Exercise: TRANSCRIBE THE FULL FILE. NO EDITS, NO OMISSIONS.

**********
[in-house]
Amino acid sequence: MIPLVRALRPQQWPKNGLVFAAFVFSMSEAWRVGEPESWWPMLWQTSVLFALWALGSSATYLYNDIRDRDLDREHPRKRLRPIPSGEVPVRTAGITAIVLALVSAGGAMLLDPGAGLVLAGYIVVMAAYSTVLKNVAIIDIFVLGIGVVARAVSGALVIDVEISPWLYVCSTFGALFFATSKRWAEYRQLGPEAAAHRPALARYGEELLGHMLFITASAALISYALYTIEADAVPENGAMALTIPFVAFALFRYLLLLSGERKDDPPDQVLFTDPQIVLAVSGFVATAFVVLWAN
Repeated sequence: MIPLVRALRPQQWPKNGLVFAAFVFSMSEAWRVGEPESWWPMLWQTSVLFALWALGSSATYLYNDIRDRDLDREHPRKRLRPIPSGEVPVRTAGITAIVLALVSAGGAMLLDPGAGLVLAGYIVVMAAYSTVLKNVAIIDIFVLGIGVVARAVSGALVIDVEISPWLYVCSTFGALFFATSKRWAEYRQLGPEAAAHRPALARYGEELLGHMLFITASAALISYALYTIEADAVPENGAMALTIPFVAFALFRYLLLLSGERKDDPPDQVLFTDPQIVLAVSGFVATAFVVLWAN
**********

[in-house]
Amino acid sequence: MIPLVRALRPQQWPKNGLVFAAFVFSMSEAWRVGEPESWWPMLWQTSVLFALWALGSSATYLYNDIRDRDLDREHPRKRLRPIPSGEVPVRTAGITAIVLALVSAGGAMLLDPGAGLVLAGYIVVMAAYSTVLKNVAIIDIFVLGIGVVARAVSGALVIDVEISPWLYVCSTFGALFFATSKRWAEYRQLGPEAAAHRPALARYGEELLGHMLFITASAALISYALYTIEADAVPENGAMALTIPFVAFALFRYLLLLSGERKDDPPDQVLFTDPQIVLAVSGFVATAFVVLWAN
Repeated sequence: MIPLVRALRPQQWPKNGLVFAAFVFSMSEAWRVGEPESWWPMLWQTSVLFALWALGSSATYLYNDIRDRDLDREHPRKRLRPIPSGEVPVRTAGITAIVLALVSAGGAMLLDPGAGLVLAGYIVVMAAYSTVLKNVAIIDIFVLGIGVVARAVSGALVIDVEISPWLYVCSTFGALFFATSKRWAEYRQLGPEAAAHRPALARYGEELLGHMLFITASAALISYALYTIEADAVPENGAMALTIPFVAFALFRYLLLLSGERKDDPPDQVLFTDPQIVLAVSGFVATAFVVLWAN